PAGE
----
China’s Chang’e 5 mission is one of the most exciting in recent years. In order to collect lunar samples for the first time in five decades, the Asian country sent Chang’e 5 to our satellite and is now bringing it back with two kilograms of samples. More or less, because part of the ship, after finishing its mission, has stayed on the Moon. And now that it is dark there, he is not having a good time.
Chang’e 5 is made up of various pieces and parts that have been crucial in each phase of the mission. The propeller to reach the moon, the lander, the capsule with the samples, the orbiter … Among these parts, the lander stands out , which was in charge of descending to the lunar surface, collecting the samples and helping to the capsule to return to the orbiter. For the latter, he sacrificed himself by staying on the Moon.
When we explained the launch of the mission, we advised of the importance of completing the mission in less than fourteen days. There was a reason for this, and that is that 14 days is what a “lunar day” lasts. China, with the aim of optimizing the mission as much as possible, did not equip the spacecraft with thermal protectors . This saves considerable weight and volume, but also risks and limits the mission to completion during the lunar day. Otherwise what has happened happens: freezing of all the circuits and parts of the ship.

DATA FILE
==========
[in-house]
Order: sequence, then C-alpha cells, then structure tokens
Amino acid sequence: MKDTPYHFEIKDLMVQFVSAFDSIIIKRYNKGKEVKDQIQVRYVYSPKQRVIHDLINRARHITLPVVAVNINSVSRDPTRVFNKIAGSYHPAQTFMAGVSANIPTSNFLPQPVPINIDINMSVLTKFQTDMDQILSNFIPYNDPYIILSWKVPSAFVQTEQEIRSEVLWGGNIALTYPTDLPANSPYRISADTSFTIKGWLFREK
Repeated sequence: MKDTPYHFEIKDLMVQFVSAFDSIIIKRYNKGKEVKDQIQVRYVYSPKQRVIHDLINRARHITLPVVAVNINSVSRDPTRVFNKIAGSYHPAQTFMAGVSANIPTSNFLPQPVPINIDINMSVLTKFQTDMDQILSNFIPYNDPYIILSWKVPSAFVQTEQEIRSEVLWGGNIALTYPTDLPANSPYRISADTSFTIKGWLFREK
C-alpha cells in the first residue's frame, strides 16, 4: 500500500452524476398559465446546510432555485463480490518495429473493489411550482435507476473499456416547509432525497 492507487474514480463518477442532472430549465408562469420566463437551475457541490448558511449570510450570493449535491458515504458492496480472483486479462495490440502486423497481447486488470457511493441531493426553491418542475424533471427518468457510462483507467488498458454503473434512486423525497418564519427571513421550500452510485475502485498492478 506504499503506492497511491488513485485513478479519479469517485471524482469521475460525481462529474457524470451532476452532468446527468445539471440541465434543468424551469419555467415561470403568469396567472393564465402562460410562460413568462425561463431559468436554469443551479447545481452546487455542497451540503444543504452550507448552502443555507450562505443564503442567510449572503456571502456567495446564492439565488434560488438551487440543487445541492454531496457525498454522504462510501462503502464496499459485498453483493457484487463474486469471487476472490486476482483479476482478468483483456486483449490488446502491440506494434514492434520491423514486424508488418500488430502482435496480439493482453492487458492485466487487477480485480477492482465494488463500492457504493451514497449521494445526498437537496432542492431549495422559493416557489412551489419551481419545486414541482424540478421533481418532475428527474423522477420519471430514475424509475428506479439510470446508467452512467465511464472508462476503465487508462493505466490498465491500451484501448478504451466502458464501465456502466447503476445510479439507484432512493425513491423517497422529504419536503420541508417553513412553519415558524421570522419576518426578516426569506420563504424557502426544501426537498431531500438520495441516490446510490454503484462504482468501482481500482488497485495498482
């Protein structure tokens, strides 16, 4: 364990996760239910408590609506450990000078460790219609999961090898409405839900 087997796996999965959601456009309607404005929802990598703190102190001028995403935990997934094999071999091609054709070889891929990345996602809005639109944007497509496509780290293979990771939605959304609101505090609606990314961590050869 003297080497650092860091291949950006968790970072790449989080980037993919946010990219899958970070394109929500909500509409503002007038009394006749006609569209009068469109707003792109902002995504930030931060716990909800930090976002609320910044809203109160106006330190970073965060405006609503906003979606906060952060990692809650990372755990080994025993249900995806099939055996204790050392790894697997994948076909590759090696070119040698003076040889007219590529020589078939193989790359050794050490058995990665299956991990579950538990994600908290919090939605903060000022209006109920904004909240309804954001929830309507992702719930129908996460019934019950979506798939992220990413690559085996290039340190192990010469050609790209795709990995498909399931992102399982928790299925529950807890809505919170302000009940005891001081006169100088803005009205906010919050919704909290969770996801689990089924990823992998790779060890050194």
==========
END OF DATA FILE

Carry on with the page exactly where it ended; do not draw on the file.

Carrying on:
China’s Chang’e mission: Cold lunar nights at -190 ° C
Now that has been done at night on the moon where it landed the lander , this has finished frozen at temperatures often drop to -190 ° C . By not having thermal protectors as the Chang’e 3 and Chang’e 4 landers do, the China’s Chang’e 5 has stopped responding and its internal systems have been damaged.
This loss of the lander is not a failure for the mission, in fact it is exactly what was planned. The lander has already done its job landing spectacularly well on the lunar surface, collecting data from there and helping the capsule return to the orbiter. The orbiter is now back towards Earth.
In addition to collecting about 2 kilograms of samples, the lander carried out different experiments with a radar that has provided information about the layers below the landing site. An imaging spectrometer analyzed the composition of the surface regolith and detailed photographs of Oceanus Procellarum, the area of the Moon where it landed, were also taken with a panoramic camera.
As the lander succumbs to the cold temperatures of the lunar night, the rest of the spacecraft is on its way to Earth with the collected samples. The capsule with the samples is expected to detach from the spacecraft and fall somewhere in Mongolia on December 17. If successful, and if the samples are safely collected by Chinese researchers, it will be the first time in nearly 50 years that humanity has done so again. Previously only the United States and the former Soviet Union have managed to bring lunar samples to Earth. Others like Japan have recently brought them from asteroids.